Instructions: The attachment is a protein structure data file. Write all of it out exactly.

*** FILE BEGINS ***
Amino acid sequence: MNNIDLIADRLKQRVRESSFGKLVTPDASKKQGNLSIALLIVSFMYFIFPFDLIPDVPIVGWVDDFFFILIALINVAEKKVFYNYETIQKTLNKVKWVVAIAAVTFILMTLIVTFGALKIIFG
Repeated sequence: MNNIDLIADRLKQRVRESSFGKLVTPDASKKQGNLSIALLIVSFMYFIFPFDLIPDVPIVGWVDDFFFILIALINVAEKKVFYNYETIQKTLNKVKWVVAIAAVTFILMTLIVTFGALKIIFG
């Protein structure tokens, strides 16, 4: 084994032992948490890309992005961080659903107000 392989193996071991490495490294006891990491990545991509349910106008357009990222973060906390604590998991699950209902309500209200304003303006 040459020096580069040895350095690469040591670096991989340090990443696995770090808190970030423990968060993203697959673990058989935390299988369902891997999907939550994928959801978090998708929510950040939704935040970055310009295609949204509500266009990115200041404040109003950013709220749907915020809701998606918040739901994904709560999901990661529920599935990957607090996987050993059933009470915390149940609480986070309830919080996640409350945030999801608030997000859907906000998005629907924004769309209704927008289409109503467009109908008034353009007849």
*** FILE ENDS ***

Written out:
Amino acid sequence: MNNIDLIADRLKQRVRESSFGKLVTPDASKKQGNLSIALLIVSFMYFIFPFDLIPDVPIVGWVDDFFFILIALINVAEKKVFYNYETIQKTLNKVKWVVAIAAVTFILMTLIVTFGALKIIFG
Repeated sequence: MNNIDLIADRLKQRVRESSFGKLVTPDASKKQGNLSIALLIVSFMYFIFPFDLIPDVPIVGWVDDFFFILIALINVAEKKVFYNYETIQKTLNKVKWVVAIAAVTFILMTLIVTFGALKIIFG
């Protein structure tokens, strides 16, 4: 084994032992948490890309992005961080659903107000 392989193996071991490495490294006891990491990545991509349910106008357009990222973060906390604590998991699950209902309500209200304003303006 040459020096580069040895350095690469040591670096991989340090990443696995770090808190970030423990968060993203697959673990058989935390299988369902891997999907939550994928959801978090998708929510950040939704935040970055310009295609949204509500266009990115200041404040109003950013709220749907915020809701998606918040739901994904709560999901990661529920599935990957607090996987050993059933009470915390149940609480986070309830919080996640409350945030999801608030997000859907906000998005629907924004769309209704927008289409109503467009109908008034353009007849």